Mulm! - Tropical Fish Keeping - Aquarium fish care and resources
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post #1 of 4 Old 07-16-2013, 11:55 AM Thread Starter
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I've looked around and I'm still not too sure what to do about it! In the past, mulm seemed to build up in my gravel and I always left it because I thought it would be fine for my plants. But is it really okay to keep that filth in there? My fish never seemed to do too well in my tanks with plants but without, with vacuum cleaning they seemed to do better, so I'm suspicious of the mulm! I sucked out so much when I cleaned up my fish tank.

Anyways, I plan to have this tank planted again, and I'm just wondering what people do about mulm?! I would like to get rid of it, but the plants will be in the way. I feel like the plants... Crypts and such, grow so slowly that they can't eat it up quick enough. So, plants aren't using it very fast and are in the way, so I think it's gonna just pollute my tank.

"He situates himself in relation to time. He takes his place in it. He admits that he stands at a certain point on a curve that he acknowledges having to travel to its end. He belongs to time, and by the horror that seizes him, he recognizes his worst enemy. Tomorrow, he was longing for tomorrow, whereas everything in him ought to reject it."
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post #2 of 4 Old 07-16-2013, 09:00 PM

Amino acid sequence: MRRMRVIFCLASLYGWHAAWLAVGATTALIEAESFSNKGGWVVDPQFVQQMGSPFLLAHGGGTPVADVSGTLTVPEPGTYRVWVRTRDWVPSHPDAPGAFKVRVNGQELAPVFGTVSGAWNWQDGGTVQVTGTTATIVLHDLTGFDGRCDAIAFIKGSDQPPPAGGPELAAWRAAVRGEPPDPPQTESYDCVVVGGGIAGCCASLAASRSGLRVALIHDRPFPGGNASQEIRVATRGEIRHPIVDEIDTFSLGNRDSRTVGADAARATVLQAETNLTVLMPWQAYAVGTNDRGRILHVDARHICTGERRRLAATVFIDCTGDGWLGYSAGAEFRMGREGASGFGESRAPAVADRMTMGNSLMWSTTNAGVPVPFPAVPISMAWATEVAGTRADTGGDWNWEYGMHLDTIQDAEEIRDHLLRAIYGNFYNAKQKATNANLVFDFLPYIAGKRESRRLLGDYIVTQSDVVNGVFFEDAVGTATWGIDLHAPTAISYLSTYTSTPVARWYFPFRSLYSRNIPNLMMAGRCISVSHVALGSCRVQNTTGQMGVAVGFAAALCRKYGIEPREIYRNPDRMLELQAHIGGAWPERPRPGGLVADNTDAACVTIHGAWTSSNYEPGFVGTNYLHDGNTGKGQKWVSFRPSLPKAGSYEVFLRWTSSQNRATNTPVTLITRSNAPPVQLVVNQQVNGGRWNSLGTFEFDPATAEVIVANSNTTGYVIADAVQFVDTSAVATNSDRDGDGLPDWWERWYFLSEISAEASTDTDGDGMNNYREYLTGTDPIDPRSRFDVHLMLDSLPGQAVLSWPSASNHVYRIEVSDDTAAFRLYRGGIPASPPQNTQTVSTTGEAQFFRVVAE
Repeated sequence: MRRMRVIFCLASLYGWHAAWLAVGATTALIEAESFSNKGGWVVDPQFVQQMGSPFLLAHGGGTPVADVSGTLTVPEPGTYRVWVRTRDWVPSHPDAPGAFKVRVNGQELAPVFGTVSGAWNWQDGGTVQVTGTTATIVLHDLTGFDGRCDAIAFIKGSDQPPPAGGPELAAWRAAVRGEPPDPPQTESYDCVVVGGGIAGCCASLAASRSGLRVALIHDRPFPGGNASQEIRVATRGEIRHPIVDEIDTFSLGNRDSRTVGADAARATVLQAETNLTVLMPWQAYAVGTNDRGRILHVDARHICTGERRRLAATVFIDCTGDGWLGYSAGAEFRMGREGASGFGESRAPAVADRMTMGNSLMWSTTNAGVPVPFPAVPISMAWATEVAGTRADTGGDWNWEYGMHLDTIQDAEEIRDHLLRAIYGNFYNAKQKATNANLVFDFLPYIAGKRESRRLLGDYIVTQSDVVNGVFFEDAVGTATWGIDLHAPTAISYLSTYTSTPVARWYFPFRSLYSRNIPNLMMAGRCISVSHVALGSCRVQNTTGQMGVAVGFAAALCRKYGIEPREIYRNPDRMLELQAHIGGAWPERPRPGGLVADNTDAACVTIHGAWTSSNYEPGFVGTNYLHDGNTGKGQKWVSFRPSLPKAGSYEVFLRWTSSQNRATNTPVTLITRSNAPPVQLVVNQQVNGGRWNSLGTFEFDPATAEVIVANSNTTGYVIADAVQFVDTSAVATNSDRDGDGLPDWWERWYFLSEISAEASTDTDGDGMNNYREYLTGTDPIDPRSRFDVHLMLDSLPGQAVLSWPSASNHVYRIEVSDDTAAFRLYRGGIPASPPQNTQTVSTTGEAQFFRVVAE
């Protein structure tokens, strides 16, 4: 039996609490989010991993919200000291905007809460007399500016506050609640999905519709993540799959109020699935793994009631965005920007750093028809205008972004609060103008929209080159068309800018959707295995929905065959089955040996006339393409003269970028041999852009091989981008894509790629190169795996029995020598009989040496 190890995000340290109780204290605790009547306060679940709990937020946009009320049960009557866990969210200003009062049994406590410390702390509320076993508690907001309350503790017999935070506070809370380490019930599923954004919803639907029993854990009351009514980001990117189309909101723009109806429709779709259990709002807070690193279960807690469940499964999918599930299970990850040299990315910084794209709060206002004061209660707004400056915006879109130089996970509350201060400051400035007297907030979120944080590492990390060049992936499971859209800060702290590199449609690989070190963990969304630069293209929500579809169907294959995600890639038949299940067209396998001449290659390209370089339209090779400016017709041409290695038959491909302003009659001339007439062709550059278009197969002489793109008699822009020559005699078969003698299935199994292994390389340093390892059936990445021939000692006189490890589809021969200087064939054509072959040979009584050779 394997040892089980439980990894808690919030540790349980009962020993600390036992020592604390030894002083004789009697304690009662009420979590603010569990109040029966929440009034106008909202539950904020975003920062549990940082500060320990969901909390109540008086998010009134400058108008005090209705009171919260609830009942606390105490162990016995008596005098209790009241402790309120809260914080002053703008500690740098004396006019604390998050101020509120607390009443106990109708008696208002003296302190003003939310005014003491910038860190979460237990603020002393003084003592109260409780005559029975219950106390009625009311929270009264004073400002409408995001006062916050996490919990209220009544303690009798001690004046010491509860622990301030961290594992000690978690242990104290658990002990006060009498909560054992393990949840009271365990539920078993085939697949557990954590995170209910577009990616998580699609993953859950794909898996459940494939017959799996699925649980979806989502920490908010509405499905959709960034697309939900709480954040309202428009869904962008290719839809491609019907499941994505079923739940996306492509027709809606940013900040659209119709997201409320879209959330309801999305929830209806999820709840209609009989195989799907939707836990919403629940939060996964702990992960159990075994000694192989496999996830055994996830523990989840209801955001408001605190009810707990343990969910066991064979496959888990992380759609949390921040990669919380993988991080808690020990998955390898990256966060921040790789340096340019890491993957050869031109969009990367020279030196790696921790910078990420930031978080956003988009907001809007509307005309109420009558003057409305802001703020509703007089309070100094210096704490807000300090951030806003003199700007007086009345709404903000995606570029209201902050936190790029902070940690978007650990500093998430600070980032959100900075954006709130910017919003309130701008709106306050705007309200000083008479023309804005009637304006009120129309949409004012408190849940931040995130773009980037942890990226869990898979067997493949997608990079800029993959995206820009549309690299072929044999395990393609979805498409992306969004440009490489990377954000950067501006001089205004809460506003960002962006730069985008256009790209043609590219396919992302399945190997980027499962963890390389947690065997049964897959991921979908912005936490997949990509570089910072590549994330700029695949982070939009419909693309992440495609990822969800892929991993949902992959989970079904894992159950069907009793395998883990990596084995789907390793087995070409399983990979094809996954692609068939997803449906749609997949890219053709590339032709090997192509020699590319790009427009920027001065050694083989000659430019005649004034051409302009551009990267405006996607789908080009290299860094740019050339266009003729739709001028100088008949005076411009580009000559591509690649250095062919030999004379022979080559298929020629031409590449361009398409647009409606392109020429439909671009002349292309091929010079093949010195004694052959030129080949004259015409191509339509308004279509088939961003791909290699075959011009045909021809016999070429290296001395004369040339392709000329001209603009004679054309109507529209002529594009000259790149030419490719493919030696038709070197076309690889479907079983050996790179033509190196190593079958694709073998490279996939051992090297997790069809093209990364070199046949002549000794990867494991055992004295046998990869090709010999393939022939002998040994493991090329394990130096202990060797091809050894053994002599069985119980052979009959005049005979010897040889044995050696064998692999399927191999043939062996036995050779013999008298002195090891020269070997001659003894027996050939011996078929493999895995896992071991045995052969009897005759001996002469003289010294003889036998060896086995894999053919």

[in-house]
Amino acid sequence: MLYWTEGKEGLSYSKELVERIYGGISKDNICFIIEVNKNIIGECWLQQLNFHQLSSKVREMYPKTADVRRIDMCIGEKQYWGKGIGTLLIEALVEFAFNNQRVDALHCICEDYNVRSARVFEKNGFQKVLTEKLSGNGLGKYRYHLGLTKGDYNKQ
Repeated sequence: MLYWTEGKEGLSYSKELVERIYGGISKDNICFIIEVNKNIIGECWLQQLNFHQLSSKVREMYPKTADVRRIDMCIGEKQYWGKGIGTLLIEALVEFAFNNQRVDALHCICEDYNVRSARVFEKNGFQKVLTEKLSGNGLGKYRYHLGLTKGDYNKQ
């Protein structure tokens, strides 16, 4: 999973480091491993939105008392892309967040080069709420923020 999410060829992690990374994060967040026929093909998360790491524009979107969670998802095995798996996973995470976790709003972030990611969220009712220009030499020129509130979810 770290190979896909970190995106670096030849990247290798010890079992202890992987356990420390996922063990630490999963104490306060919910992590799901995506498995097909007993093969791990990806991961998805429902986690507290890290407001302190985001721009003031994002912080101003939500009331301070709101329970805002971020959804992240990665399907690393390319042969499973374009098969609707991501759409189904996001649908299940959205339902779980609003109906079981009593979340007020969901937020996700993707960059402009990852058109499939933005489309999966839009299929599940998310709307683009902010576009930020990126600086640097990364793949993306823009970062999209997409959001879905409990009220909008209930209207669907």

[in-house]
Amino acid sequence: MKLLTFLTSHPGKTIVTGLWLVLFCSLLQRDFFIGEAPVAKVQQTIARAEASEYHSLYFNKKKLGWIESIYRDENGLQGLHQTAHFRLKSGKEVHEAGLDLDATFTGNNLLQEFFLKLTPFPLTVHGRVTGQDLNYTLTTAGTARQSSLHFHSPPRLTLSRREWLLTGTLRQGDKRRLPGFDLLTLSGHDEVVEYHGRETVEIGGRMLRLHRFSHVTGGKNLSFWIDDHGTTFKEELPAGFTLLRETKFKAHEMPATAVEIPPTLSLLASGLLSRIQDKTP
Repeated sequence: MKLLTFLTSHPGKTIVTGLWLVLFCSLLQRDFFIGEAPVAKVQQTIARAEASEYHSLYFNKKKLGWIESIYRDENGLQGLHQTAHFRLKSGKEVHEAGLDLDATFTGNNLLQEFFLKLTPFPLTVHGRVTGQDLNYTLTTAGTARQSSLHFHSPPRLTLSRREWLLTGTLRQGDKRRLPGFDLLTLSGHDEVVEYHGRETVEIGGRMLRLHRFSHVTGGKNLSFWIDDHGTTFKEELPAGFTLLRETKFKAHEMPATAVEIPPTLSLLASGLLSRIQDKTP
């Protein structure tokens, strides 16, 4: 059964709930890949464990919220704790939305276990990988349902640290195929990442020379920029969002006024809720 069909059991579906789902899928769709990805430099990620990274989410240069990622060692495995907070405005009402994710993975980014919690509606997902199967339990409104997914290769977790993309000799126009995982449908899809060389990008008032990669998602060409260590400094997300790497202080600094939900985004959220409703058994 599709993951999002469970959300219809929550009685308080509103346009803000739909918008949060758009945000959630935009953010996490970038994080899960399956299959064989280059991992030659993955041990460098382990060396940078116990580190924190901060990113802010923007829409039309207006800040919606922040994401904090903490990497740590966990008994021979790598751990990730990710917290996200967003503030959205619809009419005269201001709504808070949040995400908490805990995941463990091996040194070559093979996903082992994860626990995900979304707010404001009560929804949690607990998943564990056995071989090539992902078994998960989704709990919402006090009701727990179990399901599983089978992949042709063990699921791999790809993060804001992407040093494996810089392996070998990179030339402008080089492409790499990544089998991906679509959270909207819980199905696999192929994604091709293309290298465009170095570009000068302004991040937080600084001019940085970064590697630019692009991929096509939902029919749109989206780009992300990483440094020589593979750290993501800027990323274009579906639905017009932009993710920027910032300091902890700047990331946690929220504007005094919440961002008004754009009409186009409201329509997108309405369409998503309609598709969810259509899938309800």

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Best is to just vacuum it out. I have a very narrow vacuum that lets me get in tight around the plants. With sand you don't have to stir up the substrate (the mulm just sits on top) so you dont need to worry about disturbing the roots or anything.

Having said that, I dont vacuum as i have nothing to vacuum up. Lots of plants and snails.


Total years fish keeping experience: 7 months, can't start counting in years for a while yet.

The shotgun approach to a planted tank with an LED fixture

Small scale nitrogen cycle with a jar, water and fish food; no substrate, filter etc
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post #3 of 4 Old 07-17-2013, 11:08 PM
I think too much mulm or too much uneaten food can be a problem. I think it can increase the dissolved organic compound level in the water, which can cause the dreaded Cyanobacteria to bloom and possibly algae as well.

A good course of action might include increasing the water circulation if it's reasonable to do that, vacuuming, and possibly reducing the fish load or getting a bigger tank for them.
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post #4 of 4 Old 07-17-2013, 11:39 PM
Its all personal preference. Alot of people take it out. Alot of people leave it. I am one that vacuums my tank. As long as you don't disturb the substrate much, your fine. Appearance wise, I don't like it though. Another reason I get rid of it is because I have bottom feeders. Not only are they down there will mulm but also down there with all the waste that the rest of the fish in the tank put out. I kept my tanks as clean as I can for my corys.
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